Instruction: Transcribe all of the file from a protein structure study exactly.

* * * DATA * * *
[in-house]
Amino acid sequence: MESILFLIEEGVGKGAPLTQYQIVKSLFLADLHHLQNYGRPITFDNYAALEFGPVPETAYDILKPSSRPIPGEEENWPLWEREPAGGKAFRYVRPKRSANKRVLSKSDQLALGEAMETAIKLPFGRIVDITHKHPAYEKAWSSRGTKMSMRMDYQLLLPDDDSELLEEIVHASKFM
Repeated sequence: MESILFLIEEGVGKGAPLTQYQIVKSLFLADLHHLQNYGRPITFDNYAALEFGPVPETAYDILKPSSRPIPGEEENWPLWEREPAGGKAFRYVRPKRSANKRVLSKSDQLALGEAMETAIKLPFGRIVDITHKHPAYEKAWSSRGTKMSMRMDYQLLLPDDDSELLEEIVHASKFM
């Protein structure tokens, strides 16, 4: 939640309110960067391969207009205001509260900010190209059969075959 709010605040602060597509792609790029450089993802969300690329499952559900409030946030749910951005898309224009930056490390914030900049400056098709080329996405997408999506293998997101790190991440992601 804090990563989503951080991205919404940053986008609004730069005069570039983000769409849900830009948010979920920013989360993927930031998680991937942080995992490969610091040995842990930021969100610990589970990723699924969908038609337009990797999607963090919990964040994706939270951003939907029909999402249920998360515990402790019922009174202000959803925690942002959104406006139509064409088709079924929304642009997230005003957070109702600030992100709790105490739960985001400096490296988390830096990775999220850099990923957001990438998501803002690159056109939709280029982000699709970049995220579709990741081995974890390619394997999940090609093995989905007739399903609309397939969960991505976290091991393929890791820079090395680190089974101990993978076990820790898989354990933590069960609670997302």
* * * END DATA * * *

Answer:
[in-house]
Amino acid sequence: MESILFLIEEGVGKGAPLTQYQIVKSLFLADLHHLQNYGRPITFDNYAALEFGPVPETAYDILKPSSRPIPGEEENWPLWEREPAGGKAFRYVRPKRSANKRVLSKSDQLALGEAMETAIKLPFGRIVDITHKHPAYEKAWSSRGTKMSMRMDYQLLLPDDDSELLEEIVHASKFM
Repeated sequence: MESILFLIEEGVGKGAPLTQYQIVKSLFLADLHHLQNYGRPITFDNYAALEFGPVPETAYDILKPSSRPIPGEEENWPLWEREPAGGKAFRYVRPKRSANKRVLSKSDQLALGEAMETAIKLPFGRIVDITHKHPAYEKAWSSRGTKMSMRMDYQLLLPDDDSELLEEIVHASKFM
């Protein structure tokens, strides 16, 4: 939640309110960067391969207009205001509260900010190209059969075959 709010605040602060597509792609790029450089993802969300690329499952559900409030946030749910951005898309224009930056490390914030900049400056098709080329996405997408999506293998997101790190991440992601 804090990563989503951080991205919404940053986008609004730069005069570039983000769409849900830009948010979920920013989360993927930031998680991937942080995992490969610091040995842990930021969100610990589970990723699924969908038609337009990797999607963090919990964040994706939270951003939907029909999402249920998360515990402790019922009174202000959803925690942002959104406006139509064409088709079924929304642009997230005003957070109702600030992100709790105490739960985001400096490296988390830096990775999220850099990923957001990438998501803002690159056109939709280029982000699709970049995220579709990741081995974890390619394997999940090609093995989905007739399903609309397939969960991505976290091991393929890791820079090395680190089974101990993978076990820790898989354990933590069960609670997302």